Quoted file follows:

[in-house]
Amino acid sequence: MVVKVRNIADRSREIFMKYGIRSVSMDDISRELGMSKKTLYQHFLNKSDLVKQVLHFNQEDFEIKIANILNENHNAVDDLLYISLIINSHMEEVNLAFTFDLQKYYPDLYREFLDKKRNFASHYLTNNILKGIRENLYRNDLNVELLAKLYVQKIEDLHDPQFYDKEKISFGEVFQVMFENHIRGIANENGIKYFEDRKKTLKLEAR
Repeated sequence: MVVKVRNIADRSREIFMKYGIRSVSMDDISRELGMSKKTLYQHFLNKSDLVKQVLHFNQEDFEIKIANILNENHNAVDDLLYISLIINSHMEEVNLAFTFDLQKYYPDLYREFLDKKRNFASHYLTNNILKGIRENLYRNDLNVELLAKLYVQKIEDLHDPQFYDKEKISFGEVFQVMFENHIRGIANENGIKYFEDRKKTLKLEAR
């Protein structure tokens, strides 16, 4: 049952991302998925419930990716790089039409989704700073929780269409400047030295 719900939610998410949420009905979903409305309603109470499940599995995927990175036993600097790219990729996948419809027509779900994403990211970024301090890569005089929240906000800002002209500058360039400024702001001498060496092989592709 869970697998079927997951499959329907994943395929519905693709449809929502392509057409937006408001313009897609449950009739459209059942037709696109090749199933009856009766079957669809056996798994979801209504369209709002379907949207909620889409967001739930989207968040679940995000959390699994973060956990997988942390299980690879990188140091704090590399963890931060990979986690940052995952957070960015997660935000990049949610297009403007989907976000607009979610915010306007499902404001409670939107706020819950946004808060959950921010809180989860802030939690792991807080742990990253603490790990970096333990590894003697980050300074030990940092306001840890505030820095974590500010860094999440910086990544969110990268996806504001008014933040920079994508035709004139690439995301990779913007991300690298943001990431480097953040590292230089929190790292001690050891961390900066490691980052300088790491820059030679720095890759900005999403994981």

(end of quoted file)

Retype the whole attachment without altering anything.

[in-house]
Amino acid sequence: MVVKVRNIADRSREIFMKYGIRSVSMDDISRELGMSKKTLYQHFLNKSDLVKQVLHFNQEDFEIKIANILNENHNAVDDLLYISLIINSHMEEVNLAFTFDLQKYYPDLYREFLDKKRNFASHYLTNNILKGIRENLYRNDLNVELLAKLYVQKIEDLHDPQFYDKEKISFGEVFQVMFENHIRGIANENGIKYFEDRKKTLKLEAR
Repeated sequence: MVVKVRNIADRSREIFMKYGIRSVSMDDISRELGMSKKTLYQHFLNKSDLVKQVLHFNQEDFEIKIANILNENHNAVDDLLYISLIINSHMEEVNLAFTFDLQKYYPDLYREFLDKKRNFASHYLTNNILKGIRENLYRNDLNVELLAKLYVQKIEDLHDPQFYDKEKISFGEVFQVMFENHIRGIANENGIKYFEDRKKTLKLEAR
């Protein structure tokens, strides 16, 4: 049952991302998925419930990716790089039409989704700073929780269409400047030295 719900939610998410949420009905979903409305309603109470499940599995995927990175036993600097790219990729996948419809027509779900994403990211970024301090890569005089929240906000800002002209500058360039400024702001001498060496092989592709 869970697998079927997951499959329907994943395929519905693709449809929502392509057409937006408001313009897609449950009739459209059942037709696109090749199933009856009766079957669809056996798994979801209504369209709002379907949207909620889409967001739930989207968040679940995000959390699994973060956990997988942390299980690879990188140091704090590399963890931060990979986690940052995952957070960015997660935000990049949610297009403007989907976000607009979610915010306007499902404001409670939107706020819950946004808060959950921010809180989860802030939690792991807080742990990253603490790990970096333990590894003697980050300074030990940092306001840890505030820095974590500010860094999440910086990544969110990268996806504001008014933040920079994508035709004139690439995301990779913007991300690298943001990431480097953040590292230089929190790292001690050891961390900066490691980052300088790491820059030679720095890759900005999403994981």